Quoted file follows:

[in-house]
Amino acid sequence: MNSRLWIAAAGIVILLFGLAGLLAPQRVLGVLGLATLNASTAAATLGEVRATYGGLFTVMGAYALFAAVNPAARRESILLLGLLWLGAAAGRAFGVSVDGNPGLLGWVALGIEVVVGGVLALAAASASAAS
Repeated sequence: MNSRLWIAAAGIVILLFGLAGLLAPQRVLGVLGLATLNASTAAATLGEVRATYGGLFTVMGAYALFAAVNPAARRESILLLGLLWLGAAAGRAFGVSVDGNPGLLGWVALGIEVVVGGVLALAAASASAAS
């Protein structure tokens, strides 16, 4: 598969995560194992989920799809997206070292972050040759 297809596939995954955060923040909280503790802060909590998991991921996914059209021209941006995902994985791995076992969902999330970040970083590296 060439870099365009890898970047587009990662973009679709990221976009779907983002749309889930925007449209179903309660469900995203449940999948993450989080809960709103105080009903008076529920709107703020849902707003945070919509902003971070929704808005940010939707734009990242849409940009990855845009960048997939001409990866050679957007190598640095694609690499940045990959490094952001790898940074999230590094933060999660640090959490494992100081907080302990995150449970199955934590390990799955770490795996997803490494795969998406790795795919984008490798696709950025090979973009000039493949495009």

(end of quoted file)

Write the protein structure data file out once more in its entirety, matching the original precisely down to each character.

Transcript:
[in-house]
Amino acid sequence: MNSRLWIAAAGIVILLFGLAGLLAPQRVLGVLGLATLNASTAAATLGEVRATYGGLFTVMGAYALFAAVNPAARRESILLLGLLWLGAAAGRAFGVSVDGNPGLLGWVALGIEVVVGGVLALAAASASAAS
Repeated sequence: MNSRLWIAAAGIVILLFGLAGLLAPQRVLGVLGLATLNASTAAATLGEVRATYGGLFTVMGAYALFAAVNPAARRESILLLGLLWLGAAAGRAFGVSVDGNPGLLGWVALGIEVVVGGVLALAAASASAAS
């Protein structure tokens, strides 16, 4: 598969995560194992989920799809997206070292972050040759 297809596939995954955060923040909280503790802060909590998991991921996914059209021209941006995902994985791995076992969902999330970040970083590296 060439870099365009890898970047587009990662973009679709990221976009779907983002749309889930925007449209179903309660469900995203449940999948993450989080809960709103105080009903008076529920709107703020849902707003945070919509902003971070929704808005940010939707734009990242849409940009990855845009960048997939001409990866050679957007190598640095694609690499940045990959490094952001790898940074999230590094933060999660640090959490494992100081907080302990995150449970199955934590390990799955770490795996997803490494795969998406790795795919984008490798696709950025090979973009000039493949495009």